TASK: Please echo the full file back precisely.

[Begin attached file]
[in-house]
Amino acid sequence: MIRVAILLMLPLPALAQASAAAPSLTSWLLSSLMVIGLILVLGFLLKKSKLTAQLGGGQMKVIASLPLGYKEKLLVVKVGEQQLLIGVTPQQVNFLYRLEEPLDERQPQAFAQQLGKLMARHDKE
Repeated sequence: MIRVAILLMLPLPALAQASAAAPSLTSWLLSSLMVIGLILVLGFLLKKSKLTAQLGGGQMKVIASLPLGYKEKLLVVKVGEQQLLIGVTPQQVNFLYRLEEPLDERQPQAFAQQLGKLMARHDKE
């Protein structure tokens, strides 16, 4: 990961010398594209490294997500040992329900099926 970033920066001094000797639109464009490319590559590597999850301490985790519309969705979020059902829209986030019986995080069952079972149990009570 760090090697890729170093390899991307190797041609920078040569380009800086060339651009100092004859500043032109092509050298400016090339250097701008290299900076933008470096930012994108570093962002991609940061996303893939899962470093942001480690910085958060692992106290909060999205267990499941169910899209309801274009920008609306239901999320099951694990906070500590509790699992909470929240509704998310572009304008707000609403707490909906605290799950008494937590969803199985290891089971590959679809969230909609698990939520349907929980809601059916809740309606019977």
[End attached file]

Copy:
[in-house]
Amino acid sequence: MIRVAILLMLPLPALAQASAAAPSLTSWLLSSLMVIGLILVLGFLLKKSKLTAQLGGGQMKVIASLPLGYKEKLLVVKVGEQQLLIGVTPQQVNFLYRLEEPLDERQPQAFAQQLGKLMARHDKE
Repeated sequence: MIRVAILLMLPLPALAQASAAAPSLTSWLLSSLMVIGLILVLGFLLKKSKLTAQLGGGQMKVIASLPLGYKEKLLVVKVGEQQLLIGVTPQQVNFLYRLEEPLDERQPQAFAQQLGKLMARHDKE
């Protein structure tokens, strides 16, 4: 990961010398594209490294997500040992329900099926 970033920066001094000797639109464009490319590559590597999850301490985790519309969705979020059902829209986030019986995080069952079972149990009570 760090090697890729170093390899991307190797041609920078040569380009800086060339651009100092004859500043032109092509050298400016090339250097701008290299900076933008470096930012994108570093962002991609940061996303893939899962470093942001480690910085958060692992106290909060999205267990499941169910899209309801274009920008609306239901999320099951694990906070500590509790699992909470929240509704998310572009304008707000609403707490909906605290799950008494937590969803199985290891089971590959679809969230909609698990939520349907929980809601059916809740309606019977």